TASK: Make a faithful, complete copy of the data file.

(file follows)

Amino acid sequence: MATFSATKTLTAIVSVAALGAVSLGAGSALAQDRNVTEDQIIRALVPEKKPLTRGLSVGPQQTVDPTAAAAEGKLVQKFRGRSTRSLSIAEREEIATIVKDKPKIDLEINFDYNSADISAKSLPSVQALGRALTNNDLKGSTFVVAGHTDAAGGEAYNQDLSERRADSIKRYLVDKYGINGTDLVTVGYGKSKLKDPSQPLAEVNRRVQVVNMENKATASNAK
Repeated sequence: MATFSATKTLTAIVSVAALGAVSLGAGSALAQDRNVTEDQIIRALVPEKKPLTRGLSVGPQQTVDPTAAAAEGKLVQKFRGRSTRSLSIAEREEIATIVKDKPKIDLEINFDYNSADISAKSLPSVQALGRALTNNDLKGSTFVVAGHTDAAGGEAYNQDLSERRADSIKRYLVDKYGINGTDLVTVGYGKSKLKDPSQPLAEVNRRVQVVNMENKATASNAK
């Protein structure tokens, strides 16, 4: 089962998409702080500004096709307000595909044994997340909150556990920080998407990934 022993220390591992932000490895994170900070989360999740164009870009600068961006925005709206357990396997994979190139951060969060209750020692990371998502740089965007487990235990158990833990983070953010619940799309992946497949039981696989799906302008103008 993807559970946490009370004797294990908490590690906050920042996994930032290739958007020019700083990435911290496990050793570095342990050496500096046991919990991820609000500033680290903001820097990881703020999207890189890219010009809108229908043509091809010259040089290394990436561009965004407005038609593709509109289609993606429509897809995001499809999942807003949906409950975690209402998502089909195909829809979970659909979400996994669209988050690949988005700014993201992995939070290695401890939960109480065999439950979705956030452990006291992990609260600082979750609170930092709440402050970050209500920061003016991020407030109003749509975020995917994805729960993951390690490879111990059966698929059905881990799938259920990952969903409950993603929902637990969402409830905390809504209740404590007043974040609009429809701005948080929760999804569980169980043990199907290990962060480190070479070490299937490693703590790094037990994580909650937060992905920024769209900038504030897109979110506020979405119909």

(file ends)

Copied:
Amino acid sequence: MATFSATKTLTAIVSVAALGAVSLGAGSALAQDRNVTEDQIIRALVPEKKPLTRGLSVGPQQTVDPTAAAAEGKLVQKFRGRSTRSLSIAEREEIATIVKDKPKIDLEINFDYNSADISAKSLPSVQALGRALTNNDLKGSTFVVAGHTDAAGGEAYNQDLSERRADSIKRYLVDKYGINGTDLVTVGYGKSKLKDPSQPLAEVNRRVQVVNMENKATASNAK
Repeated sequence: MATFSATKTLTAIVSVAALGAVSLGAGSALAQDRNVTEDQIIRALVPEKKPLTRGLSVGPQQTVDPTAAAAEGKLVQKFRGRSTRSLSIAEREEIATIVKDKPKIDLEINFDYNSADISAKSLPSVQALGRALTNNDLKGSTFVVAGHTDAAGGEAYNQDLSERRADSIKRYLVDKYGINGTDLVTVGYGKSKLKDPSQPLAEVNRRVQVVNMENKATASNAK
């Protein structure tokens, strides 16, 4: 089962998409702080500004096709307000595909044994997340909150556990920080998407990934 022993220390591992932000490895994170900070989360999740164009870009600068961006925005709206357990396997994979190139951060969060209750020692990371998502740089965007487990235990158990833990983070953010619940799309992946497949039981696989799906302008103008 993807559970946490009370004797294990908490590690906050920042996994930032290739958007020019700083990435911290496990050793570095342990050496500096046991919990991820609000500033680290903001820097990881703020999207890189890219010009809108229908043509091809010259040089290394990436561009965004407005038609593709509109289609993606429509897809995001499809999942807003949906409950975690209402998502089909195909829809979970659909979400996994669209988050690949988005700014993201992995939070290695401890939960109480065999439950979705956030452990006291992990609260600082979750609170930092709440402050970050209500920061003016991020407030109003749509975020995917994805729960993951390690490879111990059966698929059905881990799938259920990952969903409950993603929902637990969402409830905390809504209740404590007043974040609009429809701005948080929760999804569980169980043990199907290990962060480190070479070490299937490693703590790094037990994580909650937060992905920024769209900038504030897109979110506020979405119909």